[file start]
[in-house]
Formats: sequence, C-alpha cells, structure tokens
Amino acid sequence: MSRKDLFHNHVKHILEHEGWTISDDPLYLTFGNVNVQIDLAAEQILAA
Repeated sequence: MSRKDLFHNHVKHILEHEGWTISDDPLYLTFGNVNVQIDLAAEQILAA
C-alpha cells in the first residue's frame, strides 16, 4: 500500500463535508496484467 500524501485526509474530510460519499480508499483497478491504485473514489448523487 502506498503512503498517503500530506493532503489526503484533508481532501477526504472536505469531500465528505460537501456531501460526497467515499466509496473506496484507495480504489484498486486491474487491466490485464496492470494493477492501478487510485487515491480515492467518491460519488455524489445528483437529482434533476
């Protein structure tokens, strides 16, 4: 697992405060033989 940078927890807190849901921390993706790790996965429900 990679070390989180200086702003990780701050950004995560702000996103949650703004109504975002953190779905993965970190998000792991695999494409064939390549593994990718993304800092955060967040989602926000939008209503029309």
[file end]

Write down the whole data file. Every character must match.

[in-house]
Formats: sequence, C-alpha cells, structure tokens
Amino acid sequence: MSRKDLFHNHVKHILEHEGWTISDDPLYLTFGNVNVQIDLAAEQILAA
Repeated sequence: MSRKDLFHNHVKHILEHEGWTISDDPLYLTFGNVNVQIDLAAEQILAA
C-alpha cells in the first residue's frame, strides 16, 4: 500500500463535508496484467 500524501485526509474530510460519499480508499483497478491504485473514489448523487 502506498503512503498517503500530506493532503489526503484533508481532501477526504472536505469531500465528505460537501456531501460526497467515499466509496473506496484507495480504489484498486486491474487491466490485464496492470494493477492501478487510485487515491480515492467518491460519488455524489445528483437529482434533476
């Protein structure tokens, strides 16, 4: 697992405060033989 940078927890807190849901921390993706790790996965429900 990679070390989180200086702003990780701050950004995560702000996103949650703004109504975002953190779905993965970190998000792991695999494409064939390549593994990718993304800092955060967040989602926000939008209503029309």